GREEN BAY, Wis. — Vince Young had just finished his post-practice shower when he entered the Green Bay Packers locker room and saw a throng of reporters waiting at his locker. A locker with no customized name plate. Four spots away from Aaron Rodgers’ prime location, the top of Young’s locker only read “Packers.”
Guided by a member of the team’s PR staff, Young wasn’t being treated like a just-signed player hoping to win a backup job.
“If y’all don’t mind,” Young said as he tried to find room to get dressed.
Minutes later, the 6-foot-5, 230-pound quarterback addressed the media with the confidence of a superstar. It had been 49 weeks since Young was part of an NFL roster, but the former No. 3 overall pick seemed to feel like he still very much belonged in the league.
“This situation is pretty cool,” Young said of joining Green Bay. “We had some offers on the table from different teams, but my team (of agents), and here as well, thought it was a great opportunity to learn from Coach (Mike McCarthy). He’s done a great job with Aaron (Rodgers) and the rest of the guys, as well.
“I thought this could be another step to my game to make me even better. I thought it was a great opportunity to be there. That’s why I took the chance.”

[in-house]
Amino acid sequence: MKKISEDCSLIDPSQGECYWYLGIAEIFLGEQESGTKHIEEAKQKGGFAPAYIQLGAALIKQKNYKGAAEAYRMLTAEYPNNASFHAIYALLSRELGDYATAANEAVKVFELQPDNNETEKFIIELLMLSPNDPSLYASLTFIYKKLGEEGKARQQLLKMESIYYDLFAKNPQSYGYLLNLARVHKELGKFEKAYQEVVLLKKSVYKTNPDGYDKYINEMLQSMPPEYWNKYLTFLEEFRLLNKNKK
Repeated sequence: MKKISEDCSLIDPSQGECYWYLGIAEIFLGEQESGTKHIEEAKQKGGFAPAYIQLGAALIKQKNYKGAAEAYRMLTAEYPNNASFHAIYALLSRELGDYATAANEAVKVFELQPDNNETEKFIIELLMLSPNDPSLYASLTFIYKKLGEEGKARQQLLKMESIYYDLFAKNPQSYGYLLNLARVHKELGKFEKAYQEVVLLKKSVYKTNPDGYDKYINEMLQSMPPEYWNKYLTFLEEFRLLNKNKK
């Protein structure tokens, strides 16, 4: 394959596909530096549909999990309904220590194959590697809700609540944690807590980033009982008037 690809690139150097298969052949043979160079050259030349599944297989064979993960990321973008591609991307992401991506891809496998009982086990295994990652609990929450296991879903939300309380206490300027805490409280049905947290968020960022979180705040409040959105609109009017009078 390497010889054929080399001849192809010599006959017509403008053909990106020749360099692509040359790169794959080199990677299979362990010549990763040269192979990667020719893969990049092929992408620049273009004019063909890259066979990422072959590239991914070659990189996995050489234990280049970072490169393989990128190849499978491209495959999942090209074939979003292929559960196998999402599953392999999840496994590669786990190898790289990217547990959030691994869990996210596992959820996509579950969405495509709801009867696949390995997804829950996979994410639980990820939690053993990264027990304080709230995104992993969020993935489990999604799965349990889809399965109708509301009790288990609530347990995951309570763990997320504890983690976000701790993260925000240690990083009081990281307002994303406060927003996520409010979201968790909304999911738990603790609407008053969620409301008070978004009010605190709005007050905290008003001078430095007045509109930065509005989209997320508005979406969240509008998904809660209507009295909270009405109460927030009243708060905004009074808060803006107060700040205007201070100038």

Young didn’t specify which other NFL teams had also presented him with contract offers.
After being released by the Buffalo Bills in late August 2012, Young spent the entire season as a free agent, not watching much football on television. When training camps opened this year and he was still unsigned, Young wasn’t worried.
“I really feel like that year off really helped me out a lot,” Young said. “It opened my eyes and a lot of things like that. But, at the same time, my record speaks for itself and I’m a team player.”
The record that Young mentioned is his 31 wins and 19 losses as a starting quarterback in the NFL with the Tennessee Titans and Philadelphia Eagles.
Packers general manager Ted Thompson would like everyone to believe that Green Bay “just kind of now got around to adding a fourth (quarterback).” Young, too, was under the impression that this one-year contract had been in the making for a while.
“We knew for a long time that my agent and the organization were kind of going back and forth and talking about it,” Young said. “When I heard Ted Thompson and Mike McCarthy had some interest in me, I was very happy about it.”
If this deal was being discussed for several weeks, it wasn’t Young’s idea to wait until the 12th day of the Packers’ training camp — and four days before their first preseason game — to get it finalized.
“My whole thing was staying ready, staying active and knowing that they had some interest in me, I wanted to make sure I was in shape and throwing and things like that, so when my number was called, I definitely wanted to be ready,” Young said.
Young succeeded in being ready when the call came in. He flew to Green Bay on Sunday night, tried out for the team Monday afternoon and had the paperwork completed a few hours later.
“Really, the reasoning for giving a quarterback an opportunity at this particular time in training camp is we feel that we needed to add more competition to the quarterback room,” McCarthy said. “Vince came in, and I thought he did a nice job in the workout.”